BEIJING — China has closed Tibet to foreign tourists and deployed soldiers armed with machine guns in the streets of Beijing — part of a raft of stringent security measures ahead of the 60th anniversary of communist rule. Even kite-flying has been banned in the capital.
Although the Oct. 1 commemorations, including a massive military review and speech by President Hu Jintao, are centered on Beijing, the clampdown extends to the farthest reaches of the sprawling nation.
Online, blocks on sensitive political content and social networking sites such as Twitter and Facebook have been expanded, and there has been a spike in e-mail spam containing spyware sent to foreign journalists. Communist officials across the country have been told to prevent travel to Beijing by petitioners seeking redress from central authorities and to try to resolve their complaints locally.
Security in the capital is as tight and in some ways tighter than even during last year’s Beijing Olympic Games, with submachine gun-toting SWAT units mixing among the crowds in a city center festooned with national flags and colorful dioramas.
Residents have been barred from flying kites as a precaution against aerial hazards, and those who live in the diplomatic apartments that line the parade route have been told not open their windows or go out on their balconies to watch. Knife sales have been restricted, and notices in apartment lobbies urge residents to report anything suspicious.
The National Day celebration follows the most violent and sustained unrest against Chinese rule in decades in its far western regions of Xinjiang and Tibet. Ethnic rioting in Xinjiang’s capital of Urumqi killed nearly 200 people in July and the Turkic Muslim region remains on edge over a recent string of mysterious needle attacks in public places.
As in the wake of rioting in March 2008, foreign tourists have been banned from Tibet, according to local officials and people working in the travel industry. The March 14, 2008 riot in Lhasa target Chinese shops and migrants who have moved to the Himalayan region in increasing numbers since communist troops entered in 1950.
Su Tingrui, a salesman with Tibet China Travel Service, said that the company’s general manager was called to a meeting Sunday night by authorities in Tibet’s capital of Lhasa — 2,500 miles (4,023 kilometers) from Beijing. He said the ban was not issued in writing but conveyed during the meeting and will extend to Oct. 8.
Other agents in Beijing and Lhasa said that the government had stopped giving out special permits needed to visit the region to foreigners.
“For October, business will be noticeably affected,” a receptionist surnamed Wang with the Four Points by Sheraton hotel in Lhasa, said. The suspension of permits “is probably part of the extra security arrangements. You are beginning to see a larger number of police and military troops in the streets this month, and police and military at intersections where there used to be nobody guarding.”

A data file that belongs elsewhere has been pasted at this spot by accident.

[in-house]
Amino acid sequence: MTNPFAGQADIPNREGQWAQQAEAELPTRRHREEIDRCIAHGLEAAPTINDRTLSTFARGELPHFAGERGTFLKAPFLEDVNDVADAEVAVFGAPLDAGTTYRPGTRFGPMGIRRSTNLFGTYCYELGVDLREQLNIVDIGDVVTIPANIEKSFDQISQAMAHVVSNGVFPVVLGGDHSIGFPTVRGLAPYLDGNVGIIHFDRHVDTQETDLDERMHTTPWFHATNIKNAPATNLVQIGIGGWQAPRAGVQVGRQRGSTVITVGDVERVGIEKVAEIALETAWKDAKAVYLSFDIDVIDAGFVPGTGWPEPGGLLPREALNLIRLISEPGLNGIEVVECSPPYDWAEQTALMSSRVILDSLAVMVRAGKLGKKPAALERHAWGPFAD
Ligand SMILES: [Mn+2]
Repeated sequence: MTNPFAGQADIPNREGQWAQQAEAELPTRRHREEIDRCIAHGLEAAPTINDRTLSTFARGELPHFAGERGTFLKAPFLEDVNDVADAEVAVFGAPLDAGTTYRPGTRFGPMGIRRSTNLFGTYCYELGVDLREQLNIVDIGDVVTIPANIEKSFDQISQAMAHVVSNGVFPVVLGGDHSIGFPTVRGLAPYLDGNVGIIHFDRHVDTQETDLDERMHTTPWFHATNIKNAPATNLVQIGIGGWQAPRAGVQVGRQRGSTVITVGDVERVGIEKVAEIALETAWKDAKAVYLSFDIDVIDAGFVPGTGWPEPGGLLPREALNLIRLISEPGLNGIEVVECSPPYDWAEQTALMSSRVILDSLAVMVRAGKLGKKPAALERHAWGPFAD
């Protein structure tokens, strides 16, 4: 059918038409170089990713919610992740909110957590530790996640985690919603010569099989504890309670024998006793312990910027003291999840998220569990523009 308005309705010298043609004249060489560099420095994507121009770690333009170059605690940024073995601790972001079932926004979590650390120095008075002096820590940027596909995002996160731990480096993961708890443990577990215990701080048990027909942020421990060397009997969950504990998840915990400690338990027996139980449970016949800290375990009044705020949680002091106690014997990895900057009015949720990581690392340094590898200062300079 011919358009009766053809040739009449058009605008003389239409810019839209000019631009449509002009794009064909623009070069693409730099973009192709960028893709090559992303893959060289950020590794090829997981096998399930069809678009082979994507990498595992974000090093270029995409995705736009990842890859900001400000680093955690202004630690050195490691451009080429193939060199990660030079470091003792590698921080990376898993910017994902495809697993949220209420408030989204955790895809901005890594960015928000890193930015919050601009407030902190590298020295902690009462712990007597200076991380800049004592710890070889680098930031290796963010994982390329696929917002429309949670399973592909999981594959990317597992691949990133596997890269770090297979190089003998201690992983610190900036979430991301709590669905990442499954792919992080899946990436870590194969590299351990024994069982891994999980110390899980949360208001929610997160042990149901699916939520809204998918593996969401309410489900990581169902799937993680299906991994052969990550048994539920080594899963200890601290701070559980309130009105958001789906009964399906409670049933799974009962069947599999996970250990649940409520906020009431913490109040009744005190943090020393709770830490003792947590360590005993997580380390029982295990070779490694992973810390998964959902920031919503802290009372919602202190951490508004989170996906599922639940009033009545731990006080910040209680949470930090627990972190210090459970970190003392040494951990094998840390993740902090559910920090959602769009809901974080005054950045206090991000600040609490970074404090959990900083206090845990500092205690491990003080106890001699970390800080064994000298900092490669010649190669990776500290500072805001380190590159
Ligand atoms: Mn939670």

Security in Tibet was intensified in the weeks leading up to the Beijing Olympics last year and then again this past February and March around sensitive political anniversaries. Those in the industry said Tibetan tourism took a further knock after the Xinjiang rioting, which has also left Urumqi hotels virtually empty.
“To tourists there’s no difference whether the July rioting was in Xinjiang or Tibet. They think it’s dangerous to come down here,” Zhang, a staffer at the Tibet Hongshan International Travel Agency, based in Lhasa, said.
Tan Lin, an official with the business administration office at the Tourism Bureau of Tibet, said foreign tourists would be banned from Tuesday onwards, but those who have already arrived would be allowed to stay.
Hu Shisheng, head of the South Asia office at China Institutes of Contemporary International Relations, said the ban was motivated by government fears that overseas pro-Tibet groups could use sympathetic students or tourists to stage protests — as occurred in Beijing during the Olympics. China says the violence in Tibet and Xinjiang was masterminded by such groups, although authorities have provided little evidence.
While the security measures in Beijing and elsewhere may seem like overkill to some, Joseph Cheng of the City University of Hong Kong, said. Chinese officials believe they are worth it to prevent even the smallest incidents while presenting an impression of a strong, stable nation.
“In the last one or two years in the preparation for the Olympics there has been a tremendous emphasis on showing the best face of China,” Cheng said.
He added that local government and public security officials are told: “We want no incidents, so if anything happens, you are in trouble.”